CANBERRA, May 25 (Xinhua) -- Head of climate monitoring at Australia's Bureau of Meteorology (BoM) Karl Braganza has warned that the devastating 2019-20 bushfires were not a "one-off event."
Braganzaon on Monday fronted the first day of hearings for the landmark Royal Commission into National Natural Disaster Arrangements.
Braganza said that since 2003 every jurisdiction in Australia has experienced "really significant fire events," the frequency of which "seem to be increasing."
"Since the Canberra 2003 fires, every jurisdiction in Australia has seen some really significant fire events that have challenged what we do to respond to them and have really challenged what we thought fire weather looked like preceding this period," he said.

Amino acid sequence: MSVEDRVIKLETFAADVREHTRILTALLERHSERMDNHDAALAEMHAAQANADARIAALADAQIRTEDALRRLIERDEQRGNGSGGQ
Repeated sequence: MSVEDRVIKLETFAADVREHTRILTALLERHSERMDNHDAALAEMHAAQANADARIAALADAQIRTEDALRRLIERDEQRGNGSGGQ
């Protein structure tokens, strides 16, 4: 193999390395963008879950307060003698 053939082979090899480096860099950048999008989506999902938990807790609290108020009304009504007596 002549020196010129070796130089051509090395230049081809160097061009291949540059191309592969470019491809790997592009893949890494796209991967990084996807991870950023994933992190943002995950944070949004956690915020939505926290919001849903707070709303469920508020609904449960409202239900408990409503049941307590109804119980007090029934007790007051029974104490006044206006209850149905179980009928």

"These large fire events when you look back over the 19th and 20th century were not as frequent as they were this century."
More than 10 million hectares of land were burned by the bushfires, which Prime Minister Scott Morrison dubbed the "black summer", killing more than 30 people and destroying thousands of homes and businesses.
Morrison established the royal commission in February with a focus on Australia's preparedness for natural disasters and improving natural disaster coordination.
Helen Cleugh, a senior principal research scientist from the Commonwealth Scientific and Industrial Research Organisation (CSIRO), said that climate change was interacting with and exacerbating previous weather systems in a way never seen before, according to The Australian Broadcasting Corporation.
"This means that understanding the interaction between climate variability and these drivers and climate change is very important for building preparedness for the changing nature of climate risks into the future," she said.
"Perhaps put more simply, climate change means that the past is no longer a guide to future climate-related impacts and risks."